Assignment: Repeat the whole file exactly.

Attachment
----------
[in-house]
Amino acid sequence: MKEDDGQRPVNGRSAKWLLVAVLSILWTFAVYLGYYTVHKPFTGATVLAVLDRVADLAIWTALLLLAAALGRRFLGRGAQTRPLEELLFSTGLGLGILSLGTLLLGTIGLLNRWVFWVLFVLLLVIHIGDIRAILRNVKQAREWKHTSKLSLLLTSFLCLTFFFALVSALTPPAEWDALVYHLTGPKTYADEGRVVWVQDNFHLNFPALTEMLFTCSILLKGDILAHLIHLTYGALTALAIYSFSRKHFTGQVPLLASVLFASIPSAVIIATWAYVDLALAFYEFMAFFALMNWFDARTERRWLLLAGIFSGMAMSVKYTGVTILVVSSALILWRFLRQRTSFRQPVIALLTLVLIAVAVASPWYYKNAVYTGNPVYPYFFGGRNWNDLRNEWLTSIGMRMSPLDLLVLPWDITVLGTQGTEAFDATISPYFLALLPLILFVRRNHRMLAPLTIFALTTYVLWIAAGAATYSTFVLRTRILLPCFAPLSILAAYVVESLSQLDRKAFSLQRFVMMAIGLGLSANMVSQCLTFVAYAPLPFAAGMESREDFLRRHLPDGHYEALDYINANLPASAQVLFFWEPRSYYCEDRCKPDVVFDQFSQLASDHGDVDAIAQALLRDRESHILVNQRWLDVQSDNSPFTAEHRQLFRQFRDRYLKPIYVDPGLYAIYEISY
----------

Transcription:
[in-house]
Amino acid sequence: MKEDDGQRPVNGRSAKWLLVAVLSILWTFAVYLGYYTVHKPFTGATVLAVLDRVADLAIWTALLLLAAALGRRFLGRGAQTRPLEELLFSTGLGLGILSLGTLLLGTIGLLNRWVFWVLFVLLLVIHIGDIRAILRNVKQAREWKHTSKLSLLLTSFLCLTFFFALVSALTPPAEWDALVYHLTGPKTYADEGRVVWVQDNFHLNFPALTEMLFTCSILLKGDILAHLIHLTYGALTALAIYSFSRKHFTGQVPLLASVLFASIPSAVIIATWAYVDLALAFYEFMAFFALMNWFDARTERRWLLLAGIFSGMAMSVKYTGVTILVVSSALILWRFLRQRTSFRQPVIALLTLVLIAVAVASPWYYKNAVYTGNPVYPYFFGGRNWNDLRNEWLTSIGMRMSPLDLLVLPWDITVLGTQGTEAFDATISPYFLALLPLILFVRRNHRMLAPLTIFALTTYVLWIAAGAATYSTFVLRTRILLPCFAPLSILAAYVVESLSQLDRKAFSLQRFVMMAIGLGLSANMVSQCLTFVAYAPLPFAAGMESREDFLRRHLPDGHYEALDYINANLPASAQVLFFWEPRSYYCEDRCKPDVVFDQFSQLASDHGDVDAIAQALLRDRESHILVNQRWLDVQSDNSPFTAEHRQLFRQFRDRYLKPIYVDPGLYAIYEISY